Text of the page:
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Human Swine Flu A(H1N1) - What can we learn from Australia?


What can we learn from Australia?

Article Date: Monday 14 09 09 13:50 UTC
Full Article: BBC NEWS | Fergus On Flu

I want to begin with a confession. In recent weeks, my contribution to this blog has been somewhat patchy; for that, my apologies. It's felt a bit like when I look out of the window at my garden. I know there is work to be done, but it's finding the time - at least that's my excuse for an unkempt lawn.

walsh in australiaI've been working on an edition of Panorama about swine flu to be broadcast on Wednesday 16 September. Its rather ambitious title is: "Swine flu: Everything you need to know". I'll be interested to get your feedback. The other presenters are Sophie Raworth and Jeremy Vine.

For part of the film I went to Australia, which has been in the grip of the worst flu season for 40 years. It felt strange walking around Sydney with the temperature at 27C and knowing this was deep midwinter. No-one has quite been able to explain to me why flu should be so rampant in such hot temperatures. I'm told that in the tropics, where it's hot all year round, there is no flu season.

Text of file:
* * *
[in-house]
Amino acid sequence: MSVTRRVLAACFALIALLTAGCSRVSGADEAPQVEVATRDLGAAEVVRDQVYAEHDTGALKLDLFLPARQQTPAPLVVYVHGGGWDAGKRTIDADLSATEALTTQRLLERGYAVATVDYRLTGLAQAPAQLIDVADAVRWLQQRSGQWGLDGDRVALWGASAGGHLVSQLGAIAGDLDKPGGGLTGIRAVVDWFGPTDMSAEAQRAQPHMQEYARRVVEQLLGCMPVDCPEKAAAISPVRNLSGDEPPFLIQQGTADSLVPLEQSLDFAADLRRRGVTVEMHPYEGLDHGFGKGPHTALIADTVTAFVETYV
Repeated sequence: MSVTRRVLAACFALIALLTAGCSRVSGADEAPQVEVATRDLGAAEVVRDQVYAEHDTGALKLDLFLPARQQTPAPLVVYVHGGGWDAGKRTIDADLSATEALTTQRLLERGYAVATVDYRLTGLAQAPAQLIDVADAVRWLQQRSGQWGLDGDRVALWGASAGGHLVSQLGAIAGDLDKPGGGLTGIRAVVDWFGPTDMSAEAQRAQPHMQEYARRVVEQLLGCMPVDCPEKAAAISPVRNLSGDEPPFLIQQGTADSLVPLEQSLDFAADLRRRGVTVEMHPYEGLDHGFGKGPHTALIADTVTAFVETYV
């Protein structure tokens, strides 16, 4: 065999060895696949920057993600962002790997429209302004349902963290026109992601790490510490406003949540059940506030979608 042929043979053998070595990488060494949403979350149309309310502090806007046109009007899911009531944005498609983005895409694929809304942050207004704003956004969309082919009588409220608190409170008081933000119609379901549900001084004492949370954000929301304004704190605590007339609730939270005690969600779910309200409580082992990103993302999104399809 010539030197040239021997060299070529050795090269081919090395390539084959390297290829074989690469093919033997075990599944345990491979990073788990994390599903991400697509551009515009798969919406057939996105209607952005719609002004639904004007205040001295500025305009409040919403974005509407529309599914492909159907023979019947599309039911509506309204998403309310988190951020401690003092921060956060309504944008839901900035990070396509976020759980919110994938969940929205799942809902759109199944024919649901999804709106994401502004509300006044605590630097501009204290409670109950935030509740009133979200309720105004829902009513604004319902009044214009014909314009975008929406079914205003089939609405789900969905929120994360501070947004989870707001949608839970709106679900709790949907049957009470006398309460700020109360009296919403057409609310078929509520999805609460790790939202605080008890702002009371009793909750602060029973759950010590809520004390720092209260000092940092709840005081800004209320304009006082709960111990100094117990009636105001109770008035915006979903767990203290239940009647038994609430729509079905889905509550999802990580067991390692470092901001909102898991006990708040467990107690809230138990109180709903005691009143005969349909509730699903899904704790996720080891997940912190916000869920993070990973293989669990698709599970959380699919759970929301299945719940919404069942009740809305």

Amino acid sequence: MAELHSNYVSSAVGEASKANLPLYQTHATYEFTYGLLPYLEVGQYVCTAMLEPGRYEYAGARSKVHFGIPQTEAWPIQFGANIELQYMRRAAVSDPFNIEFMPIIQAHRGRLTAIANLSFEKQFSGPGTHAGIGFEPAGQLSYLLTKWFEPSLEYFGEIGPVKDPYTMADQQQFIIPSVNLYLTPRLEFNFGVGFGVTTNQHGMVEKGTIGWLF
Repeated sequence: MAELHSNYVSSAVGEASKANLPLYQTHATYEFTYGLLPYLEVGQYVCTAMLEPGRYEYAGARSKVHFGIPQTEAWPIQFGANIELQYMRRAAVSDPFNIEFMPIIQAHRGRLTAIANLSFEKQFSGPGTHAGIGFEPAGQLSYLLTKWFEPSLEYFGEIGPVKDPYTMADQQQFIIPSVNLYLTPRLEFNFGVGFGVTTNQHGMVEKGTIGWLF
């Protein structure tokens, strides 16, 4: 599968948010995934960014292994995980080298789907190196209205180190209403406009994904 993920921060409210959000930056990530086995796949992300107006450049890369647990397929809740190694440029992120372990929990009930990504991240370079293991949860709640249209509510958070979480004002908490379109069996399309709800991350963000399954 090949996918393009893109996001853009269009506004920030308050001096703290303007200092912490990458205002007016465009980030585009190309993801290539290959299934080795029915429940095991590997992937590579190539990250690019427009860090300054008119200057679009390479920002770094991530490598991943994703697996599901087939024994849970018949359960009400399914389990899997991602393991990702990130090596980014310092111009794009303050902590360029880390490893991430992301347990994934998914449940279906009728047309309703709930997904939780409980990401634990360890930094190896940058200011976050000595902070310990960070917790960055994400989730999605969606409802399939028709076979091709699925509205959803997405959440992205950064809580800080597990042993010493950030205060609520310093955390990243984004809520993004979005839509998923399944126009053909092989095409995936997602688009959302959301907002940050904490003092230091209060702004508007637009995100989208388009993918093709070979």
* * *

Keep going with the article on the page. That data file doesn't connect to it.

walsh in australiaHow has Australia fared? The H1N1 virus did not bring society to a halt, and there were no food or power shortages: so far, so good. But there was increased absenteeism from work. And the health service has been extremely busy with hospital intensive care units under immense pressure.

I visited several hospitals in Sydney which had all had to cancel planned surgery at the peak of the winter, in order to cope with the influx of patients with severe respiratory problems. Last week, UK health officials confirmed that they were prepared to take similar measures, if and when needed.

The video below shows an excerpt from the programme plus some extra interview material with Professor Robert Booy from Westmead Children's Hospital in Sydney. He was incredibly helpful in suggesting where we filmed in Australia and has been quoted many times already in this blog.

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I got to meet some of his patients, including 18-month-old Emily, and her mother Louise. Emily has leukaemia and H1N1 swine flu. She was at increased risk of complications from the virus, but received prompt treatment with Tamiflu and is doing well.

You'll also hear from Professor Booy assessing the threat from swine flu and talking about the problems associated with obesity.

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